Baseball legend Tony Gwynn today passed away at the age of 54 from cancer that he had publicly blamed on his long addiction to chewing tobacco. Yet shares in the company that made Gwynn's dip of choice, Skoal, is up more than 1%.
To be sure, there has been no definitive link between Gwynn's cancer and Skoal, which has been owned since 2008 by tobacco giant Altria Group (mo). Here is how ESPN described the situation, back in 2011:
Gwynn asked whether smokeless tobacco caused all of this. The head radiation oncologist at Scripps Clinic, Dr. Prabhakar Tripuraneni (whom the Gwynns call Dr. T.) said he couldn't definitively say dipping initiated the tumor. He says it's his opinion that the cancer was unrelated, but acknowledged there hadn't been sufficient studies done to prove it one way or another. Gwynn's reaction was, "Of course it caused it," and [Gwynn's wife] Alicia nodded.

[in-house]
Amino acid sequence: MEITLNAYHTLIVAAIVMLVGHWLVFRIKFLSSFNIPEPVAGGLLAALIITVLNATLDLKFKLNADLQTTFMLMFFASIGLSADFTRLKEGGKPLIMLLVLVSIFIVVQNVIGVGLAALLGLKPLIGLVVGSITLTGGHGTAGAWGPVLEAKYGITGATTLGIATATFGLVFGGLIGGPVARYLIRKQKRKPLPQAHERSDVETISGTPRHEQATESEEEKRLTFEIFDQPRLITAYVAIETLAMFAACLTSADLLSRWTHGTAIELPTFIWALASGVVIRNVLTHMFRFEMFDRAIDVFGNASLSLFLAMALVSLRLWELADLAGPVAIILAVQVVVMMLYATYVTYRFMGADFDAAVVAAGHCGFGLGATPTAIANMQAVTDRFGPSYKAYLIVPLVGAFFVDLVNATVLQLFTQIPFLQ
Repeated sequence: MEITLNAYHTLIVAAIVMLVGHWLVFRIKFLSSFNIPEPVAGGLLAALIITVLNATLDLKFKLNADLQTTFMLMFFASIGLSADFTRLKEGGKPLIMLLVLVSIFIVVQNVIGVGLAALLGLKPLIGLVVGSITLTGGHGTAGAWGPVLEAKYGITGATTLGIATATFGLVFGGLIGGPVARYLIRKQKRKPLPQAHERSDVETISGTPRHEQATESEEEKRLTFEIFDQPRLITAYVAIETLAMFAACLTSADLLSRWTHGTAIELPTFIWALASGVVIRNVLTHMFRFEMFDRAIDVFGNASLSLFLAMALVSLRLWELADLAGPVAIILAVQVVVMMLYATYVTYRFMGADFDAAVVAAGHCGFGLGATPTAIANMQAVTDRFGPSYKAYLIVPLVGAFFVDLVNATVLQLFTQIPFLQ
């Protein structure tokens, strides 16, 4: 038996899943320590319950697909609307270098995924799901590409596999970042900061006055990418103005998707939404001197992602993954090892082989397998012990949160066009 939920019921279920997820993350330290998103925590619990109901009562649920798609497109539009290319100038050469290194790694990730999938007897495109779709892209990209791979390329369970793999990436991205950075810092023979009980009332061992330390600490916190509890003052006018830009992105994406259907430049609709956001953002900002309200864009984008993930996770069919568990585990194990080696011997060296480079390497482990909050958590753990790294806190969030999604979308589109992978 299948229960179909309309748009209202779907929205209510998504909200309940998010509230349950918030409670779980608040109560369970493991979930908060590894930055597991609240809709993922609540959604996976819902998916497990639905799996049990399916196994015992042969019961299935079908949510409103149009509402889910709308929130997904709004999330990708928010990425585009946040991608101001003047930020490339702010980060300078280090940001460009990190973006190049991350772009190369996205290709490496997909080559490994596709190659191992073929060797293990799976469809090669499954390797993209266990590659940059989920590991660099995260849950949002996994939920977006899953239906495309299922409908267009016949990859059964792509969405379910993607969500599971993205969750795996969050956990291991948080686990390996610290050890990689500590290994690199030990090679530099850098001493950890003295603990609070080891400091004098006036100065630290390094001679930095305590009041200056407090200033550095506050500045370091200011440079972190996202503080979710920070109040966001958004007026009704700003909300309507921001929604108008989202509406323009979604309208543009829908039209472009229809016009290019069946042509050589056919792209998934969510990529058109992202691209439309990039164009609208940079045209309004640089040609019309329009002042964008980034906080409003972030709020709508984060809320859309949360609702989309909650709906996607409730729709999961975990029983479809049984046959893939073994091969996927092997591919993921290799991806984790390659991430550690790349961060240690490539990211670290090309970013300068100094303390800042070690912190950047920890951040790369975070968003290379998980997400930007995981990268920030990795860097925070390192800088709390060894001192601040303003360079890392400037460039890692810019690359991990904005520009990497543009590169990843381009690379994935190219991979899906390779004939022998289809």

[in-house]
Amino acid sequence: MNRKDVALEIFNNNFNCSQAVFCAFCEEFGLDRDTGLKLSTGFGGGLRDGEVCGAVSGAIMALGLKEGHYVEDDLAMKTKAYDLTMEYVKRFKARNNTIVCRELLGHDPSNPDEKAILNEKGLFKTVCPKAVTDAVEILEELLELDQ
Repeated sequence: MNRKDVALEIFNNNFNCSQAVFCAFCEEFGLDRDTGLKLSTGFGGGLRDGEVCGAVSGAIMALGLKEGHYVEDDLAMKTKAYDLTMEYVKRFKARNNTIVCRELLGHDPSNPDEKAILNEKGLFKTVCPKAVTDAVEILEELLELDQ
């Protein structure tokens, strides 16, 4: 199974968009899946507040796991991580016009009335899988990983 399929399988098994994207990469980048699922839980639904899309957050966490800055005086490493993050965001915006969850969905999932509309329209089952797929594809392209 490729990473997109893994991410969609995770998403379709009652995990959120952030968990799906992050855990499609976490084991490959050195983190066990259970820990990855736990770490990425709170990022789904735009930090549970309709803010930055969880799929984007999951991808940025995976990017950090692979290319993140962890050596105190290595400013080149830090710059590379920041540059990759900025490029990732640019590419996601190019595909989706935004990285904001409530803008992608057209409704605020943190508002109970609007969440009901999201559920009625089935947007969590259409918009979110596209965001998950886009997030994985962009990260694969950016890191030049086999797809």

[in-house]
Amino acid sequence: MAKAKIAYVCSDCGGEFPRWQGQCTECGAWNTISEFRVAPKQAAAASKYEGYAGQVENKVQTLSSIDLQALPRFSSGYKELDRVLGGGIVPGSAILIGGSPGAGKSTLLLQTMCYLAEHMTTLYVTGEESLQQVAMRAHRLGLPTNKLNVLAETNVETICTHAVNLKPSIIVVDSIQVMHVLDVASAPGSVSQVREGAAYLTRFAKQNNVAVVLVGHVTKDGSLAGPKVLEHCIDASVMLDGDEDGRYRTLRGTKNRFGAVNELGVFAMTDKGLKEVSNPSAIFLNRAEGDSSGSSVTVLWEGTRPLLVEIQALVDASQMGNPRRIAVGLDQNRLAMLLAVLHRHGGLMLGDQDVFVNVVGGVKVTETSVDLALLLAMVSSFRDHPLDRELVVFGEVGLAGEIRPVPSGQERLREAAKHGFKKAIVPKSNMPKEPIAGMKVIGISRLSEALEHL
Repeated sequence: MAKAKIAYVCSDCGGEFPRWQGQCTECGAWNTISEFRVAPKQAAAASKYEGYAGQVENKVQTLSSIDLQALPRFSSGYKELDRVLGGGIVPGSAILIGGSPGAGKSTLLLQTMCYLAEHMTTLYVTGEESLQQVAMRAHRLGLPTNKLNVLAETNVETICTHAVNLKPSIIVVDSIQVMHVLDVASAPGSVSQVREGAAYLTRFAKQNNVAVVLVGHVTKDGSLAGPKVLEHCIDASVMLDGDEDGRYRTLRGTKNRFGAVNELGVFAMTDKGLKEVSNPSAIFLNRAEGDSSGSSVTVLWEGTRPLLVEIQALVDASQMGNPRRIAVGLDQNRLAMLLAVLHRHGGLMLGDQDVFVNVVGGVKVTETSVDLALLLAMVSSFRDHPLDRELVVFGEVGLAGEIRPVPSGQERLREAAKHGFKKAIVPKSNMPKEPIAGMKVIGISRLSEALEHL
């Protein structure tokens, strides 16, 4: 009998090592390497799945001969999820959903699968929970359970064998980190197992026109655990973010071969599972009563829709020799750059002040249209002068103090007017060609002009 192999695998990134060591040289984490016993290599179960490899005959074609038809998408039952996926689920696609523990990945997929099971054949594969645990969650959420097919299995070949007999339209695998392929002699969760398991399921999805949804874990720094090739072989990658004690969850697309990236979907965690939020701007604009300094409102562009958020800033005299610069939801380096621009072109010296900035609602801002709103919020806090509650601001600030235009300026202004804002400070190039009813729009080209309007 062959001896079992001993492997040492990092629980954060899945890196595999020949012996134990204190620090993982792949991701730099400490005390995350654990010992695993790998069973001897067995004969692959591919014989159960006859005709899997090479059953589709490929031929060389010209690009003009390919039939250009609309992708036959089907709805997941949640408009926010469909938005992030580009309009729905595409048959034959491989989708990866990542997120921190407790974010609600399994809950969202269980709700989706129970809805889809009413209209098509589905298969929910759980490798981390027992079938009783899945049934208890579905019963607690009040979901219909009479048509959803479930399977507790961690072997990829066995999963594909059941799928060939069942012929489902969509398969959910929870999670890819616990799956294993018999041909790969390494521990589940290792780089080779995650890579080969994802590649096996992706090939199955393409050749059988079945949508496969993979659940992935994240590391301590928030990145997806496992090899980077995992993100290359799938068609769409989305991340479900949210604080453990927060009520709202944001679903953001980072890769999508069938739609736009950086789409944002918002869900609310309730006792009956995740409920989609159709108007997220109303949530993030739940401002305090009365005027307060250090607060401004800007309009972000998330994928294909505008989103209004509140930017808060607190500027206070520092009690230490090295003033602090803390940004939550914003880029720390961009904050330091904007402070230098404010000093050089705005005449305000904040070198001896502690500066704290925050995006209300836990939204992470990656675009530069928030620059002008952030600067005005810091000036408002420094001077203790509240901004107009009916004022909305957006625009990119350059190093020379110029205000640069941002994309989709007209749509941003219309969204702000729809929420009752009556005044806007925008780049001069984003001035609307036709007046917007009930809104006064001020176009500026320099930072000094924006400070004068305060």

"If Tony believes that, who am I to argue with him?" Tripuraneni says.
But, at the very least, you'd think the news of Gwynn's death might have even a minor impact on Altria's stock performance. The Richmond, Va.-based company has around a 55% retail share of the U.S. smokeless tobacco market, via both its Skoal and Copenhagen brands, and represents around 12.2% of Altria's $4.5 billion in 2013 profits. In other words, bad PR for Skoal should be bad for Altria. Except that it hasn't worked out that way.
For the record, Altria did not announce any new financial or product news today, and the overall Dow Jones Industrial Average is up just around 0.6% as of this writing (i.e., Altria is outperforming the market).
Below is a chart of Altria stock over the past year, during which time it has risen nearly 16%:
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